Existing-home sales down 2.7%, marking the second consecutive decline
March sees existing-home sales continue slide
For the second month in a row, existing home sales dropped in March, down 2.7% from February. Compared to March of 2021, sales activity was down 4.5%. According to the National Association of Realtors® (NAR), total existing-home sales were at a seasonally adjusted annual rate of 5.77 million in March, compared to 6.04 million last year.
Regionally, only the West saw some reprieve, as sales there held steady from last month. The Northeast, Midwest and South were all down.
- Northeast: down 2.9% to an annual rate of 670,000—11.8% lower than last year
- Midwest: down 4.5% to an annual rate of 1,270,000—3.1% lower than last year
- South: down 3.0% to an annual rate of 2,620,000—3.0% lower than last year
- West: steady at 0% change at an annual rate of 1,210,000—4.7% lower than last year
There were a couple of familiar culprits for the decline: rising mortgage rates and low inventory. But new economic factors are weighing down homebuyers’ ambitions.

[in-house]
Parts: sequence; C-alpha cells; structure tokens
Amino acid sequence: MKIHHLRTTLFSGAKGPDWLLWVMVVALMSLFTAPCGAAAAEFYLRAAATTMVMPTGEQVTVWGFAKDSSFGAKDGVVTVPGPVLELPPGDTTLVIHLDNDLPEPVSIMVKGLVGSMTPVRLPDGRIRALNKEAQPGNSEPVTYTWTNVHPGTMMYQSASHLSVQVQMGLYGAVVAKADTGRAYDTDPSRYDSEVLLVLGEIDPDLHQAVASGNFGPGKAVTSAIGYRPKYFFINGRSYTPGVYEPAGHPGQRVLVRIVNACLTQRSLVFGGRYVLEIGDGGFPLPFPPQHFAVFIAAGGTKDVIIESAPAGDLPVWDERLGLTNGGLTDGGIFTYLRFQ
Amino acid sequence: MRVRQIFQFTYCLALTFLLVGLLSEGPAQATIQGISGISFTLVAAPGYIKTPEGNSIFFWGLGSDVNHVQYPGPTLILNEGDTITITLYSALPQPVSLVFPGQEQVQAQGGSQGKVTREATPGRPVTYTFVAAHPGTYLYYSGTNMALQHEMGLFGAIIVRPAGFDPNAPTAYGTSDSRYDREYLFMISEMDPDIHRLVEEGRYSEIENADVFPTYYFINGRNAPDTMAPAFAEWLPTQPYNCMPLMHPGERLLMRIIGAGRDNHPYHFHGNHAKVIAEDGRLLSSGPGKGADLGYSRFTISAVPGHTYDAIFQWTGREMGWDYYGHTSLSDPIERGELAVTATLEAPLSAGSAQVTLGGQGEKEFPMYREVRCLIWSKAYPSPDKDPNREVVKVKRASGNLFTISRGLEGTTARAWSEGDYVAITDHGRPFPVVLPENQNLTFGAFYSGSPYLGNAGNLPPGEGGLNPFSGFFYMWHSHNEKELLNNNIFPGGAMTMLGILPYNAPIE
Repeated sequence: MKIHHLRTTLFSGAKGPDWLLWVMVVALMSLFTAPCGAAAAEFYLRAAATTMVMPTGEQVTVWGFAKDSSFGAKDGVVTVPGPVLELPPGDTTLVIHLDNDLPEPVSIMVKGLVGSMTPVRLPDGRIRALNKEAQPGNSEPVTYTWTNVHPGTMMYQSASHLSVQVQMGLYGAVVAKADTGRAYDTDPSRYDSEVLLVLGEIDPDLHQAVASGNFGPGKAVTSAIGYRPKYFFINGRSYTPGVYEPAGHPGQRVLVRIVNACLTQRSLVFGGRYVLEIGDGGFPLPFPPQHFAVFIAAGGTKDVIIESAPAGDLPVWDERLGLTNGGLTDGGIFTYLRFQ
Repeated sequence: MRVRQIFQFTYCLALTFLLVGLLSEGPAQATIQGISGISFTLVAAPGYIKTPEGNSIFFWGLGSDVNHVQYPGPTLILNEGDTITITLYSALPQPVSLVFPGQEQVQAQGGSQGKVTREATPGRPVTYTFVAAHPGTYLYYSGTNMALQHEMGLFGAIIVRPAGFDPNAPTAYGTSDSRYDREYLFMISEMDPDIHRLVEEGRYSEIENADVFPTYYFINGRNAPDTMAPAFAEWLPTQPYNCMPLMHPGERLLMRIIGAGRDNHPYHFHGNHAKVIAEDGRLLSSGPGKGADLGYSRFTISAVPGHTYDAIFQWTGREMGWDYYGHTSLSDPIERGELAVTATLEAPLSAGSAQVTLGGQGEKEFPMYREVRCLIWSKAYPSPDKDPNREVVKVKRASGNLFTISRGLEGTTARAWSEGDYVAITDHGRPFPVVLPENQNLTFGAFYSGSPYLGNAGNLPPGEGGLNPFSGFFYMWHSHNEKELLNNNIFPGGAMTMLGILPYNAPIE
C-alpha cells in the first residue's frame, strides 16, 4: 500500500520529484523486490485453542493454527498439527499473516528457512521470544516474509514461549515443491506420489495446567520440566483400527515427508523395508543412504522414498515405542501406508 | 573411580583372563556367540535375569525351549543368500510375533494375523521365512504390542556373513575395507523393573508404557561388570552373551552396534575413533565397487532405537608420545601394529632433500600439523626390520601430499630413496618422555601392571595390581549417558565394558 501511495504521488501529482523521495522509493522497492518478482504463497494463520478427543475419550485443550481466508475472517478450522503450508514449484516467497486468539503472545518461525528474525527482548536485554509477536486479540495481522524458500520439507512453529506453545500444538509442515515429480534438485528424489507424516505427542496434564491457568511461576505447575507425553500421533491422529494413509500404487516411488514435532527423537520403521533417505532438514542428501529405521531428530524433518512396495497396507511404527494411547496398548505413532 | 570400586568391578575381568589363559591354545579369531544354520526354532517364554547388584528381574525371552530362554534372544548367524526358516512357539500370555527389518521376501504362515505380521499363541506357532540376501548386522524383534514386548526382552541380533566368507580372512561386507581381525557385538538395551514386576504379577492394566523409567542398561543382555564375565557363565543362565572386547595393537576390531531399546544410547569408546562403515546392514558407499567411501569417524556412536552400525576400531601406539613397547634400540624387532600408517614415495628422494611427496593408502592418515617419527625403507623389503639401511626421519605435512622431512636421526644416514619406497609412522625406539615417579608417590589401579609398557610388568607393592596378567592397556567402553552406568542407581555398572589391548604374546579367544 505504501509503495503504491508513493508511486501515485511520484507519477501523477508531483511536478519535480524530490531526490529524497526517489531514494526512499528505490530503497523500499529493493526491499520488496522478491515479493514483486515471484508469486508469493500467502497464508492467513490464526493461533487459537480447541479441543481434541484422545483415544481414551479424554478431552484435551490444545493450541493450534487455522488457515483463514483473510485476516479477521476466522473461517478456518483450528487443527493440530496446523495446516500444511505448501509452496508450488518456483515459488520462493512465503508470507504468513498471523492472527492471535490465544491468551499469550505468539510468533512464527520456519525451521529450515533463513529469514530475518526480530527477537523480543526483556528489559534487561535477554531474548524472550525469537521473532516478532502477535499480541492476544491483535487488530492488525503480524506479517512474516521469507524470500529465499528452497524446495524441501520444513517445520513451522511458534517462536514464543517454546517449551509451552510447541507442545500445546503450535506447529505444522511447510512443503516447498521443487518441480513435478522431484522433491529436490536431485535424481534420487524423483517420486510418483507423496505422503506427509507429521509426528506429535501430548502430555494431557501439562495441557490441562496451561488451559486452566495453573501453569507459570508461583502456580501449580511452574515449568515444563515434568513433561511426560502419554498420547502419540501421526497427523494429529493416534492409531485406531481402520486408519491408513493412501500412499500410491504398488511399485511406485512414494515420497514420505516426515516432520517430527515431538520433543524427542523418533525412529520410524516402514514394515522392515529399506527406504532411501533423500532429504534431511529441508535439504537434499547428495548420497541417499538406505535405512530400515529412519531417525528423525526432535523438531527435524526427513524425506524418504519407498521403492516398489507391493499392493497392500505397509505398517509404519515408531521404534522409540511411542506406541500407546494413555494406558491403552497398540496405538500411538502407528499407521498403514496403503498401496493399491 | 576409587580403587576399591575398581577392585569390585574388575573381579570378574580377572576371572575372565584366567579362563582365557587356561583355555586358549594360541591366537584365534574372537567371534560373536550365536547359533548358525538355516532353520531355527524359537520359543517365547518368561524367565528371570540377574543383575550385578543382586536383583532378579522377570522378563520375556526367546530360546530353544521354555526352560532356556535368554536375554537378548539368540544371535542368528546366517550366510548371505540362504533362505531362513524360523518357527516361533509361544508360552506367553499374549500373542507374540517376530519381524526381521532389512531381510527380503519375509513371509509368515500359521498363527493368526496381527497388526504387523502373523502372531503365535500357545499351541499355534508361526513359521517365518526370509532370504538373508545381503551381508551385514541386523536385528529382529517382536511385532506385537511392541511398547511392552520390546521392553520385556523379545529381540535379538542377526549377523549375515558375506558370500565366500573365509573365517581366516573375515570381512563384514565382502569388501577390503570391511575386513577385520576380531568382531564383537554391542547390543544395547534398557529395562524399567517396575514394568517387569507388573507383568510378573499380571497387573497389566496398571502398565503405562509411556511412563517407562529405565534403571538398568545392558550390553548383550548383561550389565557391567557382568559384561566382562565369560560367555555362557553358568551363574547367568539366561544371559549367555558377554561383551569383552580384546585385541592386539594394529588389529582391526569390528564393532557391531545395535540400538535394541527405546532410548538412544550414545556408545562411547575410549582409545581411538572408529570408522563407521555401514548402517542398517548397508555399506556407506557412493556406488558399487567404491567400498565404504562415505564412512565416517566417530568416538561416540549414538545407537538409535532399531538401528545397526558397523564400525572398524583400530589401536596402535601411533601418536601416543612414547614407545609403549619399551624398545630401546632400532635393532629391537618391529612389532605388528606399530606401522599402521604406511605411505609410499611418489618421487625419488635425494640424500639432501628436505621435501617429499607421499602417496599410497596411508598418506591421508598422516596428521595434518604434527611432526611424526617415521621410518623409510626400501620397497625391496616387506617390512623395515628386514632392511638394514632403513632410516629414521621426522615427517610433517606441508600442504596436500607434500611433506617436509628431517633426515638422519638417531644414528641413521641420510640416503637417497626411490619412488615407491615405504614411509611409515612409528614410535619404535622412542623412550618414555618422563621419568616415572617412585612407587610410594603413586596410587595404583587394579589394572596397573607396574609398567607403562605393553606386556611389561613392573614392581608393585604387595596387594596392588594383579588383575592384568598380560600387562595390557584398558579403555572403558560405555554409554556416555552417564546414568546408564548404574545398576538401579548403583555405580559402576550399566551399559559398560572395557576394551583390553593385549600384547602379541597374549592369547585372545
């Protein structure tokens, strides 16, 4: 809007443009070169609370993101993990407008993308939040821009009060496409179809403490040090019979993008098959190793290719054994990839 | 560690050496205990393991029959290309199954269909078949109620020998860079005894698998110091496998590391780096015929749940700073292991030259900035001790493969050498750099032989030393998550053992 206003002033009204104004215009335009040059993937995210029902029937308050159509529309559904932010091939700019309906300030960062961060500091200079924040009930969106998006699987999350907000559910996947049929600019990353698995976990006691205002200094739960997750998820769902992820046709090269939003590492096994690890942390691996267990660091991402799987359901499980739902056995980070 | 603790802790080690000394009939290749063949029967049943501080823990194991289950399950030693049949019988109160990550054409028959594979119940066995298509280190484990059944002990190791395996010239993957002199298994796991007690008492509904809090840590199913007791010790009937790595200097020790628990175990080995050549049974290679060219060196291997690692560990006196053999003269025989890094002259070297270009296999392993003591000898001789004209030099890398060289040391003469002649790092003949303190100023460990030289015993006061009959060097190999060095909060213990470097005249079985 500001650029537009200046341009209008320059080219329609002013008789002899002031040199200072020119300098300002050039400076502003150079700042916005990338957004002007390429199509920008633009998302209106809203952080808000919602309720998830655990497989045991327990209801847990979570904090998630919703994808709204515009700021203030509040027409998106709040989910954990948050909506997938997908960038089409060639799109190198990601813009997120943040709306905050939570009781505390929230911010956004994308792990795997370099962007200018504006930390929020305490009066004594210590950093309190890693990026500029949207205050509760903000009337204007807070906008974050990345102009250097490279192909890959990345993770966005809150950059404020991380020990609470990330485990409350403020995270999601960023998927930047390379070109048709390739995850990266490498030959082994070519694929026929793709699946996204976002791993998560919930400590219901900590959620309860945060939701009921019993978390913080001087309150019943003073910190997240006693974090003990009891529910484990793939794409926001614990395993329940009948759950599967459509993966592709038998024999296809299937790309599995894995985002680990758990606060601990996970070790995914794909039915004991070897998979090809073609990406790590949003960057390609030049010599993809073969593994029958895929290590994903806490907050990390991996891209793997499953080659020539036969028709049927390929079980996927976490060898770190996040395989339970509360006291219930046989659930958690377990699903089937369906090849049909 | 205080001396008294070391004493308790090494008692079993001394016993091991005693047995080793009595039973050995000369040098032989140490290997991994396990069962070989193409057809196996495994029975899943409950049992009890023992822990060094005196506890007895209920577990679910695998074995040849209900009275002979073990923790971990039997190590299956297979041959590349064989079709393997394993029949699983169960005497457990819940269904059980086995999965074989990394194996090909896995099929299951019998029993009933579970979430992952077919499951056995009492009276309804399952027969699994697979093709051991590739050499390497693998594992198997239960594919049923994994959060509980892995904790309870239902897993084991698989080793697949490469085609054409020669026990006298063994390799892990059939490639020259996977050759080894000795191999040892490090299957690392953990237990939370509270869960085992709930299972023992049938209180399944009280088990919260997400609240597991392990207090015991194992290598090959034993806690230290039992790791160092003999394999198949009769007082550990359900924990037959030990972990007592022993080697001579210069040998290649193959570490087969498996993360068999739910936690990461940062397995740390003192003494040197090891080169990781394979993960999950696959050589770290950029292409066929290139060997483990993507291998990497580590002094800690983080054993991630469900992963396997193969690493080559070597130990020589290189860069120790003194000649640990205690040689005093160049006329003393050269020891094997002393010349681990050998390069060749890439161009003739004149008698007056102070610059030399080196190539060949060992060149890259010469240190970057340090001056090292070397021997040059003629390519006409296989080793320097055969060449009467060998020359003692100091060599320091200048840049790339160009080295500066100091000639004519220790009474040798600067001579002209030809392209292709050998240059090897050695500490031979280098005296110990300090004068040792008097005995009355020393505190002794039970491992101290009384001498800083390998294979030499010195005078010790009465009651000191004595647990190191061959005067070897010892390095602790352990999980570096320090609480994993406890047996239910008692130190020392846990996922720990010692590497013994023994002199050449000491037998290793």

"The housing market is starting to feel the impact of sharply rising mortgage rates and higher inflation taking a hit on purchasing power," said Lawrence Yun, NAR's chief economist. "Still, homes are selling rapidly, and home price gains remain in the double-digits."
Revisiting the inventory issue
No discussion of the real estate market can happen without acknowledging the lack of homes for sale. It’s been an issue since before the pandemic and was only made worse by the economic conditions brought on by COVID-19.
Inventory was up an encouraging 11.8% from February. But that still marks a decrease from last March of 9.5%. There is currently a 2-month supply of unsold inventory at the present sales pace, again, up from last month but down from last year. Properties average 17 days on the market, one day faster than February and March of 2021.
And this lack of supply continues to drive up home prices.
Home prices still filled with helium
Home prices are up 15.1% from a year ago, continuing their flight into the stratosphere. Just look at these year-over-year numbers:
- March 2019: $259,700
- March 2020: $280,600
- March 2021: $326,300
- March 2022: $375,300
That’s over $115,000 in increase of the median home price in just four years, showing that homeownership is still a smart investment. But these prices, couples with the rising mortgage rates, have cooled the market somewhat.
"Home prices have consistently moved upward as supply remains tight," Yun said. "However, sellers should not expect the easy-profit gains and should look for multiple offers to fade as demand continues to subside." Yun expects fewer home sales this year, dropping by about 10% from last year. He also sees home prices growth slowing, only rising by 5% for the rest of the year.
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